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Taking apart 1970's electronic home organs

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  • Taking apart 1970's electronic home organs

    Hey there.

    I'm interested in two scenarios of picking up and transporting home bulky home organs such as Electone A55 etc, with minimal cost & manpower:

    1) non-functioning / bad shape, for scrap parts, may cause damage to irrelevant parts / enclosure
    2) functioning, better not cause damage ;-)

    For each scenario, the reply to this might differ:
    How easily and quickly is such an organ typically dismantled?
    And how much less bulky and heavy will the parts that come of that be? Can I get them into the trunk of a small car? Alone? And up stairs?

    - tinkerer

  • #2
    You could rip something like the organ you mention apart in an hour - depends on how destructive you want to be. The innards weigh about equal to the cabinet and should fit easily into the boot of a medium sized car. Again, if you dismantle all the innards, it will be easy to load by one person. Even the shell of the cabinet could be loaded by one person, but not into the boot. For that you will need a small trailer or pick-up, but if you have that, why bother dismanlting it when it can be transported in one piece.

    I have loaded such specimens single handedly on to the back of a pick-up but one tends to sweat a little with the effort and a certain amount of knack is called for. Getting the organ closer to the transport vehicle (if transported whole) might require some kind of dolly.

    After all that - if its the parts you're after, for re use, consider the wisdom of the effort for parts that are in excess of 40 years old and likely on their last legs anyway. If it is the cabinet you're after, go for it!

    Hope this helps.

    "Don't make war, make music!" Hammonds, Lowreys, Yamaha's, Gulbransens, Baldwin, Technics, Johannus. Reed organs. Details on request... B-)


    • #3
      My Lowrey was loaded into the trunk of a mid sized Cadillac by two people. It's the same size as most spinets and weighs considerably more than a 1970s transistorised spinet will. But these are spinets. I've lifted 1970s spinets into cars by myself.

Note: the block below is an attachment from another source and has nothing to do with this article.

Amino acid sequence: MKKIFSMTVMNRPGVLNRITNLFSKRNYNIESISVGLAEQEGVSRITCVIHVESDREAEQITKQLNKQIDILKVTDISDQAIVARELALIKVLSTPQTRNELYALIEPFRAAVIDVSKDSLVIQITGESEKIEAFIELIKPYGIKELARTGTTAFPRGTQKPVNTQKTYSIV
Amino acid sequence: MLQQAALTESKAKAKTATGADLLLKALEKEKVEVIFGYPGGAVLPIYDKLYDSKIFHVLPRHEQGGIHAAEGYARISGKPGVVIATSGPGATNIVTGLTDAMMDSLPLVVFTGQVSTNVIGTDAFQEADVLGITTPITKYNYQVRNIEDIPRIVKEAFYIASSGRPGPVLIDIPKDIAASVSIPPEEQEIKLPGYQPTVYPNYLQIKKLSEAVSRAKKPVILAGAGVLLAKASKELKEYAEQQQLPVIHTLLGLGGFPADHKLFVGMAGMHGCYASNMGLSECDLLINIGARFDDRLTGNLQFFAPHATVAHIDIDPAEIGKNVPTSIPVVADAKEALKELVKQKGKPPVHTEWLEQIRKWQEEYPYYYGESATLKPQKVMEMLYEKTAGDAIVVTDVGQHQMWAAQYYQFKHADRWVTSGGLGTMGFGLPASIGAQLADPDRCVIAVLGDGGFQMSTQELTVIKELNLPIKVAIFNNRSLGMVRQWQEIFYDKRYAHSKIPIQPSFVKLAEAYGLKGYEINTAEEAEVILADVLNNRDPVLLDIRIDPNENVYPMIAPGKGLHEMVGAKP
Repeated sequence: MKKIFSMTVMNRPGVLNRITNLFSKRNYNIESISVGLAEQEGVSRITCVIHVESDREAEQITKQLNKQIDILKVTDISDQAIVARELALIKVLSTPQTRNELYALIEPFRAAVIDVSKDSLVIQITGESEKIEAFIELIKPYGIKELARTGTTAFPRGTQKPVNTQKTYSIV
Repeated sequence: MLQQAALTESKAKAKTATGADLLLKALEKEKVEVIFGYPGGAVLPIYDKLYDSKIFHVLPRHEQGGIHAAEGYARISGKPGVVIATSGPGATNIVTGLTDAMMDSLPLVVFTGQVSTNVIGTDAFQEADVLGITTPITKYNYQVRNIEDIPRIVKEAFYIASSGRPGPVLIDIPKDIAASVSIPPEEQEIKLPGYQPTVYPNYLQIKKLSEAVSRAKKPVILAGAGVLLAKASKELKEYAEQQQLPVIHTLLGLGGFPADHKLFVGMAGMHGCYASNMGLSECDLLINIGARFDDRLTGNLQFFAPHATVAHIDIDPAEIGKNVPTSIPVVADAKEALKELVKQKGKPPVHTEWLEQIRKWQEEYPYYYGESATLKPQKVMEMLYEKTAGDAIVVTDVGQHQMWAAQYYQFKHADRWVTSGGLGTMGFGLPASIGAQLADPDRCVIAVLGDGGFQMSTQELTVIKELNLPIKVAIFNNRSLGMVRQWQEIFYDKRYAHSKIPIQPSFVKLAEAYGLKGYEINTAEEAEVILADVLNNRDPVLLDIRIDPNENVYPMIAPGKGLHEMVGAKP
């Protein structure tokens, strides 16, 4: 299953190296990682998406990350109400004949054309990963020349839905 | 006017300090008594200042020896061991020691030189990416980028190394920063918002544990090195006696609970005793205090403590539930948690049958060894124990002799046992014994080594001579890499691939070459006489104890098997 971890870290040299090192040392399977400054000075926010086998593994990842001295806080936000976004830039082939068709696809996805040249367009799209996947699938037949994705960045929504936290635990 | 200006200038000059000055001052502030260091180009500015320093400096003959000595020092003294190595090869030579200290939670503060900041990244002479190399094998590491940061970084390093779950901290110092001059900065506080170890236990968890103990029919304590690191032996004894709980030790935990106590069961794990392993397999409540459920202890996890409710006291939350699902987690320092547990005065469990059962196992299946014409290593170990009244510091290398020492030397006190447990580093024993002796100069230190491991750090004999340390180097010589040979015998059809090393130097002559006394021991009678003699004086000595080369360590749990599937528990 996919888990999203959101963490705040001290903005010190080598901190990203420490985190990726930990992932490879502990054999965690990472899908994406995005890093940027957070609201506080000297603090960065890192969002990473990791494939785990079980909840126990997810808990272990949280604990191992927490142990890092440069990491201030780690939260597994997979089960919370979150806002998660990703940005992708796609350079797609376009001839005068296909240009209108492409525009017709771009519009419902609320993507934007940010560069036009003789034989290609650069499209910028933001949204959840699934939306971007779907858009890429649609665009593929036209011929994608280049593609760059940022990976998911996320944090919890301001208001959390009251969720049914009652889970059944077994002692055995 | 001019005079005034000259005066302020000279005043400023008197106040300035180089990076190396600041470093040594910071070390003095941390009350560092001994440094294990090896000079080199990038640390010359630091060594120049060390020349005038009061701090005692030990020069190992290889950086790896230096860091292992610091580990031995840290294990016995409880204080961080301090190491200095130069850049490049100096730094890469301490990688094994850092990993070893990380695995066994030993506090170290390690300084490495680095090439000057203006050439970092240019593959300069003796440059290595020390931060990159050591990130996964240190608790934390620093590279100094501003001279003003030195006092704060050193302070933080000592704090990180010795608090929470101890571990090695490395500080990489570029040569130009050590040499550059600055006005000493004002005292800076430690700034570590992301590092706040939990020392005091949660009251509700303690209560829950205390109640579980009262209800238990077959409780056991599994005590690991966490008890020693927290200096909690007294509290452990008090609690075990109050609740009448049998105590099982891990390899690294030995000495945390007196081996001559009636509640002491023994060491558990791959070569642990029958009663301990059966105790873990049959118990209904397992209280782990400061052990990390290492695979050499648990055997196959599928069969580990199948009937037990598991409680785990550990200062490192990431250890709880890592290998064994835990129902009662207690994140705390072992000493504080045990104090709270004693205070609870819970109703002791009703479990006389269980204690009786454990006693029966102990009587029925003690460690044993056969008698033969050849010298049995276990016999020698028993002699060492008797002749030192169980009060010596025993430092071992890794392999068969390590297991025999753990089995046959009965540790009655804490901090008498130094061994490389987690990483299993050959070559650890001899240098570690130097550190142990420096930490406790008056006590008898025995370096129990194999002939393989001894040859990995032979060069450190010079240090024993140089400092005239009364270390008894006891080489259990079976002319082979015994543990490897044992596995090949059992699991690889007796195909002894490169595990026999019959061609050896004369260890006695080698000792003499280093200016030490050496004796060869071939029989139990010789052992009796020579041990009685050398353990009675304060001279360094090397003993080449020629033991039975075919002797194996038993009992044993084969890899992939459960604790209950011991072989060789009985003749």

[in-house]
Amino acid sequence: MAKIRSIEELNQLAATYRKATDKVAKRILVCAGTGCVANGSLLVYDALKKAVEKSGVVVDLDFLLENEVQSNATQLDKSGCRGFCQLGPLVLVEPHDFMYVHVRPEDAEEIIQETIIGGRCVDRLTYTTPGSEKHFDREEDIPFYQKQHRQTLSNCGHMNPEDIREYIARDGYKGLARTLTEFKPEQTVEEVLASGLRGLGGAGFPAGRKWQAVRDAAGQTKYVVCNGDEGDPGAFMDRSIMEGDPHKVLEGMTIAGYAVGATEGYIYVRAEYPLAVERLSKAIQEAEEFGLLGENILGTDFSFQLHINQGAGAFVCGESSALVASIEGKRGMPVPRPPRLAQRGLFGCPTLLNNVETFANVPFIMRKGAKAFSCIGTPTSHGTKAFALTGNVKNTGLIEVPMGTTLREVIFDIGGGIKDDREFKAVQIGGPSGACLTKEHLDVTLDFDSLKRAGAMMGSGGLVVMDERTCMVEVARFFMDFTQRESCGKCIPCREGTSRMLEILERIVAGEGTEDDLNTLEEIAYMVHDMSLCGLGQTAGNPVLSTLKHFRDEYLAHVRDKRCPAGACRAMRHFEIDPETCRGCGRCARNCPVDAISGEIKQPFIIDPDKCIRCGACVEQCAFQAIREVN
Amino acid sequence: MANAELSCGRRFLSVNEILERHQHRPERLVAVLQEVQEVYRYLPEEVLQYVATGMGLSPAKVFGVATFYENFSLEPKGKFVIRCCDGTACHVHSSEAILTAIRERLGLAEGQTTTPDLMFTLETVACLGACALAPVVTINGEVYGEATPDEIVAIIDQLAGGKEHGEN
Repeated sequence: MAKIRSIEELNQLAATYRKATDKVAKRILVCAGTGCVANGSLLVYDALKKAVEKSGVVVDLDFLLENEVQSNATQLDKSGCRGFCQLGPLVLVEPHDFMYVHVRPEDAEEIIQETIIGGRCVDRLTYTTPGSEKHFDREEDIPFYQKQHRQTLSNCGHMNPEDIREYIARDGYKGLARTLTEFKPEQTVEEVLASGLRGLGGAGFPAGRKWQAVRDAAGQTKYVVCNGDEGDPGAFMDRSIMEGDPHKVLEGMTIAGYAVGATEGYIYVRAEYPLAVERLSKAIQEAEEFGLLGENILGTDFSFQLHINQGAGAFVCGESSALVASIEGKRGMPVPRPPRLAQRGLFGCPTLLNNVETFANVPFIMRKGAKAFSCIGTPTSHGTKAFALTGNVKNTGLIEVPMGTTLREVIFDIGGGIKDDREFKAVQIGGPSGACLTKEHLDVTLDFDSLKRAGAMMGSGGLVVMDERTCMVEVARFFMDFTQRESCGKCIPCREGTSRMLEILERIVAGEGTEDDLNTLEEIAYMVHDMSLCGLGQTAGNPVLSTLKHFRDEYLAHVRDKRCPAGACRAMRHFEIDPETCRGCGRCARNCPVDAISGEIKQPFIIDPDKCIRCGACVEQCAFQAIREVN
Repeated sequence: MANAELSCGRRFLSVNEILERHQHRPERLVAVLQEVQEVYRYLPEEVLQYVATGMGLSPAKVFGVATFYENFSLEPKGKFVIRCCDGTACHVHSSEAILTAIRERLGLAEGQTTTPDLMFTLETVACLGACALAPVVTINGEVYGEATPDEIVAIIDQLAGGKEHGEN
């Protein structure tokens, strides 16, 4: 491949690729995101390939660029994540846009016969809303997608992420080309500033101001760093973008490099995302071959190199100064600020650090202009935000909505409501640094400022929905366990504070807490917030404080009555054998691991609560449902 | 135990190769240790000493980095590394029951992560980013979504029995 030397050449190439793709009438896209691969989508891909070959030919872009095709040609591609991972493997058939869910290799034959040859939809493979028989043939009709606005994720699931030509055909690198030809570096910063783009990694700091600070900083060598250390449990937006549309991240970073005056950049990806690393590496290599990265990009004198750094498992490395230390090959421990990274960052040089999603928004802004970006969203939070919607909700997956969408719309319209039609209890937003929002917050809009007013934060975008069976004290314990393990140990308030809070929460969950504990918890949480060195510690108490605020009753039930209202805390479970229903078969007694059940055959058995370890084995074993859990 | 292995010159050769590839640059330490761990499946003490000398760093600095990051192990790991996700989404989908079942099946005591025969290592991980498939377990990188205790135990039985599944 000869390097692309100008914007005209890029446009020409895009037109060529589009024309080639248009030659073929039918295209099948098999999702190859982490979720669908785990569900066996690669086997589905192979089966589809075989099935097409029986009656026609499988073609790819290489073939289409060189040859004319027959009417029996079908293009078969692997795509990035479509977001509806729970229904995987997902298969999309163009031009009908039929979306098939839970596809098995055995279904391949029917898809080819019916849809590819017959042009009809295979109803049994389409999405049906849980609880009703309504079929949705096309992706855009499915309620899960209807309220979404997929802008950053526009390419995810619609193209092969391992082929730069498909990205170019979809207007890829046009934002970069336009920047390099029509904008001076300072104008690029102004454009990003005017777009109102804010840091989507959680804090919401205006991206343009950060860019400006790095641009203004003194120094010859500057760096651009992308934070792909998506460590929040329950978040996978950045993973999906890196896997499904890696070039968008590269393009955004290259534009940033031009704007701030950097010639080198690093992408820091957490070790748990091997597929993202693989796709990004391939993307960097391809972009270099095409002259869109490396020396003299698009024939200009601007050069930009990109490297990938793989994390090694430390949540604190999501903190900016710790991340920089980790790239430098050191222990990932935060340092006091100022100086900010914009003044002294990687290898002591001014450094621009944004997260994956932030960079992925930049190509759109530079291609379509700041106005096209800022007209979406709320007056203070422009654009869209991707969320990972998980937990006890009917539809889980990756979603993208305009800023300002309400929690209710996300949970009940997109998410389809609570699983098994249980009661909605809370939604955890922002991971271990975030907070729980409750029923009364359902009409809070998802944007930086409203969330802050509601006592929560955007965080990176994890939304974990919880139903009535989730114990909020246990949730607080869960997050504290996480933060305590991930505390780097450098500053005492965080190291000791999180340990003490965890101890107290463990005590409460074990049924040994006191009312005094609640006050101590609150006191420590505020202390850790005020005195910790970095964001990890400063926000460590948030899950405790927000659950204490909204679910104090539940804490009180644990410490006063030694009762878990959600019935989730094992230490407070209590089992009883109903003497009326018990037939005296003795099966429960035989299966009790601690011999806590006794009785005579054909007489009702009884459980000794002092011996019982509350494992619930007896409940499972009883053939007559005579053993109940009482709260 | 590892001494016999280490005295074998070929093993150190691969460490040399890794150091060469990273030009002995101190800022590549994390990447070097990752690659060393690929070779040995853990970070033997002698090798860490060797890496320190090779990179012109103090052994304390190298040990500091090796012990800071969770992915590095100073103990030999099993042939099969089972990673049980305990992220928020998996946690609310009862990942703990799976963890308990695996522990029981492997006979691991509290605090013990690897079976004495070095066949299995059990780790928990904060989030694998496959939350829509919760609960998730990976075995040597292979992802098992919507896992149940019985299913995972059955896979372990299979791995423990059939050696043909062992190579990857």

• #4
        An A55? TI know you're only giving an example but that's about the least bulky spinet organ I can think of and would be a 1 person job to get that into an estate car (station wagon for you!). You'd probably get it into a larger hatchback and most medium size MPVs. A small set of piano wheels or a home made trolley is all you need (mine was originally used for getting beer crates on and off a ship and it sort of came home with me after work one day..... they had loads!) I just bonded some rubber car mats onto the top and it did the job for years, shifting many organs and leslies around to concerts.

        Parting out oldies like this for sale? Probably not worth it. Those in the know will be aware that such parts are easily obtained free by picking up a model the same or similar to theirs. There are no doubt a few models that you could make a few bucks out of, but would it be worth the time and effort?
        It's not what you play. It's not how you play. It's the fact that you're playing that counts.

        New website now live -

        Current instruments: Roland Atelier AT900 Platinum Edition, Yamaha Genos, Yamaha PSR-S970, Kawai K1m
        Retired Organs: Lots! Kawai SR6 x 2, Hammond L122, T402, T500 x 2, X5. Conn Martinique and 652. Gulbransen 2102 Pacemaker. Kimball Temptation.
        Retired Leslies, 147, 145 x 2, 760 x 2, 710, 415 x 2.
        Retired synths: Korg 700, Roland SH1000, Jen Superstringer, Kawai S100F, Kawai S100P, Kawai K1